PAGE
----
5. PrinterShare – is an essential. It comes in handy everywhere when I need it. PrinterShare does just that–it allows you to print either wirelessly if you’re near a wireless printer, or through the Google cloud printers you share. So for example. I wanted Marcy to edit a piece for me recently. One problem. I was in another town working. She was at home. No problem. I used PrinterShare. I simply opened PrinterShare. Chose the document I wanted her to work on. Then, I had a choice of several of our home printers. I chose the one closest to her writing space. Walah . . . she had a hardcopy of the doc in seconds. I also used it while away. I was staying at a friend’s and needed to print something out. No problem. PrinterShare found his printer on the wireless search. He gave me the access code and I printed my doc. Not bad for another free app.
6. OneNote 2010– I love OneNote. As you can see, if you search for “OneNote 2010” on my blog or do a Google search for “OneNote 2010”, I’ve written several posts about OneNote 2010. They continue to be my all-time highest viewed posts. I’ve had thousands of people read “How I Use OneNote 2010.” OneNote is my digital junk drawer. It was also the place that I kept my journals (24 volumes, spanning 36 years). I recently moved my journals to Scrivener, but most of all my research, factoids, quotes, illustrations, Kindle highlights, you name it, are all in OneNote. OneNote is laid out like a three ring binder. It has sections and note tabs so that you can work in categories that you create.
OneNote also has an awesome feature for those of you who still prefer to write on paper (and some of us do still scribble notes here and there). You can SCAN your hand written notes or pages into OneNote. Then when you want to find them, it can search the text (assuming you have good penmanship or, if you don’t, you can enter a few keywords above the scanned notes on that page and it will find your notes for you. No more losing those thoughts and ideas. Of course, if you are a MAC/Apple devotee, you have the same functions in Evernote. It’s also got an app for your iPhone or iPad, and more recently for Android.
7. Kindle – If you don’t own a Kindle don’t panic. The app is free as well as the Kindle app for your desktop or laptop. And the Kindle apps sync with the Kindle itself. If you do own a Kindle, I don’t need to say anything. You know how cool it is. But what you may or may not know is how really cool it is for writers and speakers. Why? Because you can highlight quotes that you like. And you may or may not know this, but those highlights are not just stuck in your Kindle. They are stored for you on the cloud servers. Which means that you can go to your Kindle highlights page online and BAM!@–there they are for you to copy and paste into your OneNote 2010, Scrivener, or a Google Doc where you keep your quote files for easy search and retrieval. Anything you read on Kindle and highlight is there for you. Also, your book syncs across all your Kindle devices and apps. So you can read up to pg. 44 on your Kindle. Leave to get your oil change and while you wait for your car, continue reading from pg. 44 on your Tab2 or Smart phone. When you get home, your Kindle will sync to the farthest page read while you fix an iced tea. Kindle books are usually about half the price of print books too. That’s a big plus for us who work from limited resources. I could go on and on about Kindle but I want to get on to my last three.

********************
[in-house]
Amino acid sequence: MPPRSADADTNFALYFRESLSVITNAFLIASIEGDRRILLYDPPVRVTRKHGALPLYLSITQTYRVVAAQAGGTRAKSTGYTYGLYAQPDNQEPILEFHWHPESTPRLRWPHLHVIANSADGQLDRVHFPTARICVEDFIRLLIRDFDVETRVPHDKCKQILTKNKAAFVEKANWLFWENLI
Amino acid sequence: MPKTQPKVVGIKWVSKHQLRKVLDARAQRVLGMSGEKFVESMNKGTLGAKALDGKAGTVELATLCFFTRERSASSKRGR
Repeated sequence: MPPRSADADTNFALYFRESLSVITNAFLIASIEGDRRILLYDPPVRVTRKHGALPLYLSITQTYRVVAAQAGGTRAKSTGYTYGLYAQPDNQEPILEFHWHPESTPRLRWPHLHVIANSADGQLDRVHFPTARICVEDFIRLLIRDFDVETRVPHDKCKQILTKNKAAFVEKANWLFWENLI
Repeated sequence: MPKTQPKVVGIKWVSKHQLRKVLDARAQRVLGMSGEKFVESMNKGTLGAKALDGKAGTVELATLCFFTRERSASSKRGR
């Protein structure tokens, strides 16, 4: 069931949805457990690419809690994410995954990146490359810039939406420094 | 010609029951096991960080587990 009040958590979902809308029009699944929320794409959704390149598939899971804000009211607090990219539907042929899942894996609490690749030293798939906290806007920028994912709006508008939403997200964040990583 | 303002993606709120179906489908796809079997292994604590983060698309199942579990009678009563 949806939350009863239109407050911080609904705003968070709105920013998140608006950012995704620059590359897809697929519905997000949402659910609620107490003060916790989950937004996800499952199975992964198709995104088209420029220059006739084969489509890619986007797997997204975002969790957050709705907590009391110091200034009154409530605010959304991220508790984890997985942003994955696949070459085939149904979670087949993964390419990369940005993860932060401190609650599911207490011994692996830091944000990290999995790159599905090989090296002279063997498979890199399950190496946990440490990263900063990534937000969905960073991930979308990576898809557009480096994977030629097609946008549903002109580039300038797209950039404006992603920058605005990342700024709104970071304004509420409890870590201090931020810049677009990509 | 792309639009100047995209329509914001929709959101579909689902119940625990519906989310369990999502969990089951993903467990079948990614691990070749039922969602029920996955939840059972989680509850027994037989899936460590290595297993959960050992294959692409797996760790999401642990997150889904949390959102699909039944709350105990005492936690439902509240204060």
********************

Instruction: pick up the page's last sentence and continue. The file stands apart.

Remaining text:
8. GoodReads – Good reads is a library card catalog and wish list, as well as a reading log for you. It’s a great app. You can scan in your books. Enter all the relevant data about them. And track your progress through a number of categories. You can also “friend” other readers or writers and see what they’re reading (if they’re sharing and if you have an interest in that). I use it to keep track of my books and keep me on track with my reading. My categories include “currently reading” “recently read” “To read next” “Abandoned because of the Rule of 44.” So many good features and it’s free too. You’ll also like the free Author resources and page. If you have a blog, your posts will show up on your GoodReads author page. Check it out.
9. Lose It – This is the only weight loss and nutritional app that I use. I have used Weight Watchers in the past but found it cumbersome and expensive. Lose It is free for all the things I need. The PRO version doesn’t offer that much more for my uses (though it may for you). Lose It lets me set a weight goal. Then it let’s me set a weekly weight loss figure of 1, 1.5, or 2 lbs/week. Then it calculates and keeps track of how many calories a day you are alloted. You must enter your foods, but this becomes easy once you’ve entered several weeks of meals because you can select “Previous Meal” when entering. Unless you come up with new things all the time, this feature allows for quick entry work. Many of us though have favorite foods. These can easily be entered quickly from a scroll down menu. Also has well-known restaurants and brand names for easy entry. It keeps track of way more information than I need, but for those of you who want to know how much protein or how many carbohydrates you ate a a meal or during a day or week, this is the app for you. One thing I really love is the feature that allows you to see your entire week on a chart. You can see where you were over or under and Lose It lets you know if you are in the plus or minus for the week. It also has a weight graph so that you can enter your weight weekly and see your progress (or not). Over by 20 calories today? That’s OK. Simply go for a 30 minute walk and then enter that exercise and you are no longer over. You are in the green again. If you really want to lose weight and begin eating better, you have to have this app.